Console selection alone can adjust the price by 10k$. The good thing is that you get the boat you want, and it will last one heck of a long time recreational fishing.
posted 11-06-2001 02:33 PM ET (US)
A year and a half ago, I was quoted close to $60,000 for a brand new CPD 27 Guradian, with full transom, and standard equipment, some of which I wanted deleted. Additional non-CPD fittings, rails, helm seating, engine bracket, etc, were looking like an additional $15,000 for a complete recreationally rigged boat, in Desert Tan color. A pair of Merc 250HP EFI's were another $21,000., which I would buy separately and rig myself.
So I was looking at about $90-100M for a brand new 27, a large sized twin of "Whale Lure". They had a 26 Outrage available at the same time for about $86,000. I thought the CPD 27 Guardian looked like a great deal compared to that. No comparison in the boats, if you ask me. A new equivalently sized 28 Outrage is a lot more, and I don't like it as well.
Like Louie says, I think more should look at the CPD possibility if a new Whaler is in the budget. I doubt if they're really that more expensive if you know what you're doing. You just have to know your way around the marine component supplier business a little, to get the boat rigged out the way you want it. The CPD doesn't seem equipped for this purpose, so you get your basic hull and console (of your choice) from them, with other factory installed necessities like a washdown system, floor hatches, lifting eyes, cleats, etc then get your leaning post/seating, Igloo cooler seats, fabricated rails, brackets, arches, engines, tee tops, engine rigging, outriggers/fishing gear, whatever, locally. If you have good design ability, you can have one heck of a cool Whaler. One that LOOKS like a Whaler, but does not look like a Coast Guard patrol boat!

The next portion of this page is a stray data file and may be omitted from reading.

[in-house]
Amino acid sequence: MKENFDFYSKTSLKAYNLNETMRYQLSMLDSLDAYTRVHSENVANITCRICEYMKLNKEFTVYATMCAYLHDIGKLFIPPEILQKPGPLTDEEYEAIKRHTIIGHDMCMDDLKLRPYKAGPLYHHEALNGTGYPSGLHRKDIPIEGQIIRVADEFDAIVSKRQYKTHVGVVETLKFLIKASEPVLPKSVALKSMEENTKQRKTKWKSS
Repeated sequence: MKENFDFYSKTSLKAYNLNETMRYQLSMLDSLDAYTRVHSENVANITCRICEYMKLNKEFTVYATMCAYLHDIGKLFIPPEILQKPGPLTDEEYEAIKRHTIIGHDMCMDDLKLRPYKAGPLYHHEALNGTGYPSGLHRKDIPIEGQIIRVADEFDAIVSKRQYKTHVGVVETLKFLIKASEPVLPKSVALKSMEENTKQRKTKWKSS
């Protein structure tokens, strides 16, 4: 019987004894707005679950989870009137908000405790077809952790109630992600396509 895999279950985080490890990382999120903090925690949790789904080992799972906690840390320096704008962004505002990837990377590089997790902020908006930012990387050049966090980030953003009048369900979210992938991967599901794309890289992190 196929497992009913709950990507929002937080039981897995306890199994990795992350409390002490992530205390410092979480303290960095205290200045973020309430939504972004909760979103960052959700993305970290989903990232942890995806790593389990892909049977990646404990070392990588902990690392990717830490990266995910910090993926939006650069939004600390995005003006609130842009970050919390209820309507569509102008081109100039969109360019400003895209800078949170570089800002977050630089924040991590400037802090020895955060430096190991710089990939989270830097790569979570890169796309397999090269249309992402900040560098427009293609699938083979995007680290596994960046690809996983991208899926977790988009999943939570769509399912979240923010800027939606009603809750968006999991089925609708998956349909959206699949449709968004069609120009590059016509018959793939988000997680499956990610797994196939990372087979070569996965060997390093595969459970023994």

Ft Lauderdale, the advertized "Yachting Capitol of the World" is one place to do this, as almost anything can be made and added to a boat down there. A good knowledgable long time Dealer is also of value in this process, one who has worked with CPD before. Many of the best OEM's are in South Florida. But for canvas, I'd still go up to Mills!
posted 11-06-2001 03:57 PM ET (US)
Louie and Larry, great info on the CPD option. The cost for a "new classic" in part explains why older classic hulls in good condition mainatain their value so well.